The World Bank-backed the FG on ending the petrol subsidy

The World Bank said on Thursday that the removal of petrol subsidies in Nigeria was an important step in the midst of the CovID 19 crisis.


The World Bank-backed the FG on ending the petrol subsidy

The Bank, in its "Africa's Pulse" report, entitled "Charging the Road to Recovery", said that sub-Saharan African countries should take advantage of the crisis to accelerate their structural reform agenda. Taking advantage


He said, "The Covid-19 crisis is not being wasted in the countries of the region; in Nigeria, the government has taken important steps to reform its subsidized government.


The World Bank noted that the Nigerian government has abolished petrol subsidies and introduced market-based pricing mechanisms without any price limit.


"The price of petroleum (petrol) is determined each month by the Petroleum Products Pricing Regulatory Agency based on market costs," it said.


When the prices of international petroleum products begin to rise, the PPPRA will allow prices to rise accordingly.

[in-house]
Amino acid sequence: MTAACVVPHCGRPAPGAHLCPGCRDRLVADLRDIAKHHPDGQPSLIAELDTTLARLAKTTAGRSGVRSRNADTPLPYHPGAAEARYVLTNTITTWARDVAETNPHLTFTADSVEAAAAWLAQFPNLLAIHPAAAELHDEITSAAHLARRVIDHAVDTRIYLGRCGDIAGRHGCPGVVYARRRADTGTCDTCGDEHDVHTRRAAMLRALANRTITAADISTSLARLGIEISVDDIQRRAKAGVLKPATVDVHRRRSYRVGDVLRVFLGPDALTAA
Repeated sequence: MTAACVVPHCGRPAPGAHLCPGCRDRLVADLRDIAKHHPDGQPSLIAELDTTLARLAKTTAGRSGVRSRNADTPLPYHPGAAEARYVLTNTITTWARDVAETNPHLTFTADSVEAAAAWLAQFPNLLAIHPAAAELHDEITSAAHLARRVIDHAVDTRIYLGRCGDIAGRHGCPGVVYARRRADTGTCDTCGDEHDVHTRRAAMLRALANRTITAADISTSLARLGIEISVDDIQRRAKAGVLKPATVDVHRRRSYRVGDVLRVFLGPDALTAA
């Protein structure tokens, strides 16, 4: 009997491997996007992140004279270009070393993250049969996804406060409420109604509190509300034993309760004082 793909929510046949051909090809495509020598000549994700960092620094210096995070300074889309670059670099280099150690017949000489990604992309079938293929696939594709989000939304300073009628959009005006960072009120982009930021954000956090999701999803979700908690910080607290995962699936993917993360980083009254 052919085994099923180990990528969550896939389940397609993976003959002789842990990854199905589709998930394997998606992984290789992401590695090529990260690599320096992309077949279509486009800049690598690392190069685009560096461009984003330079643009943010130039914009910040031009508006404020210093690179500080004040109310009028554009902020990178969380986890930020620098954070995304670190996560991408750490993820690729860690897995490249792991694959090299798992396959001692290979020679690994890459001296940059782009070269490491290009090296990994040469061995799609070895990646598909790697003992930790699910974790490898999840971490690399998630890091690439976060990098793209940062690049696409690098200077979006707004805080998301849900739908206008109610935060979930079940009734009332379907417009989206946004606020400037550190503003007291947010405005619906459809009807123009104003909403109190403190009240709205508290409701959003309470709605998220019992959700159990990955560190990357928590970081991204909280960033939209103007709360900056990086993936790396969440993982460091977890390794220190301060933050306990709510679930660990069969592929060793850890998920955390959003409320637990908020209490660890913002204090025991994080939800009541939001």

Punch had said on September 8 that the abolition of petrol subsidy by the federal government and increase in electricity rates was in line with the reforms sought by the International Monetary Fund and the World Bank.


In a report on August 17, Reuters quoted sources as saying that the World Bank is unlikely to approve the much-needed 1.5 1.5 billion for Nigeria in August due to concerns about the desired reforms.


Fuel subsidies and electricity tariffs are also being discussed’ Reuters reported, with a banking source saying the loan could not be’ approved until October.


The World Bank predicted on Thursday that sub-Saharan Africa's real GDP would contract to 3.3 percent this year, after growing 2.4 percent in 2019.


It said, "In Nigeria, after an annual growth of 1.9% in 2020 Q1, the annual GDP contracted by 6.1 years in 2020 Q2, with growth in the oil and non-oil sectors slowed.


"The short-term outlook faces considerable uncertainty as the economy continues to be gripped by the effects of epidemics."


The report said that the activity data shows that the uptrend in activity starting in Q3 2020 has stopped.


"Despite the uncertainty, investment is weak. It added that growth would slow to 4.1 percent in 2020 and 0.3 percent in 2021.


According to the World Bank, although Nigeria's public debt is expected’ to rise, it is expected’ to remain below 30% of GDP in 2020.


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